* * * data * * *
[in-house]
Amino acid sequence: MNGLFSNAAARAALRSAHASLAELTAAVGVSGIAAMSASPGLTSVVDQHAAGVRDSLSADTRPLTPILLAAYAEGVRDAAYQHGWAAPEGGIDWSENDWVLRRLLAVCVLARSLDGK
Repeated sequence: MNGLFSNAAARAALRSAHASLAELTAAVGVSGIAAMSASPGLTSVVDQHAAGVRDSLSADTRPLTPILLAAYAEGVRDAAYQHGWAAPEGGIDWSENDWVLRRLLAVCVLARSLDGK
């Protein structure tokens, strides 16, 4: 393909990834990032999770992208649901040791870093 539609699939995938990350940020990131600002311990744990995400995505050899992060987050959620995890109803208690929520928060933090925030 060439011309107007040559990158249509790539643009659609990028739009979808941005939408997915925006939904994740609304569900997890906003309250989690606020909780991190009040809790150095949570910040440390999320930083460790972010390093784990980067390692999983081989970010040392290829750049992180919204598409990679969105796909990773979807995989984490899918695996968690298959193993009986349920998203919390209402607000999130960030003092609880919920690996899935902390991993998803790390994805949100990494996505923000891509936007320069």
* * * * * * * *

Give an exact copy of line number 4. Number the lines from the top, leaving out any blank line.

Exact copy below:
């Protein structure tokens, strides 16, 4: 393909990834990032999770992208649901040791870093 539609699939995938990350940020990131600002311990744990995400995505050899992060987050959620995890109803208690929520928060933090925030 060439011309107007040559990158249509790539643009659609990028739009979808941005939408997915925006939904994740609304569900997890906003309250989690606020909780991190009040809790150095949570910040440390999320930083460790972010390093784990980067390692999983081989970010040392290829750049992180919204598409990679969105796909990773979807995989984490899918695996968690298959193993009986349920998203919390209402607000999130960030003092609880919920690996899935902390991993998803790390994805949100990494996505923000891509936007320069």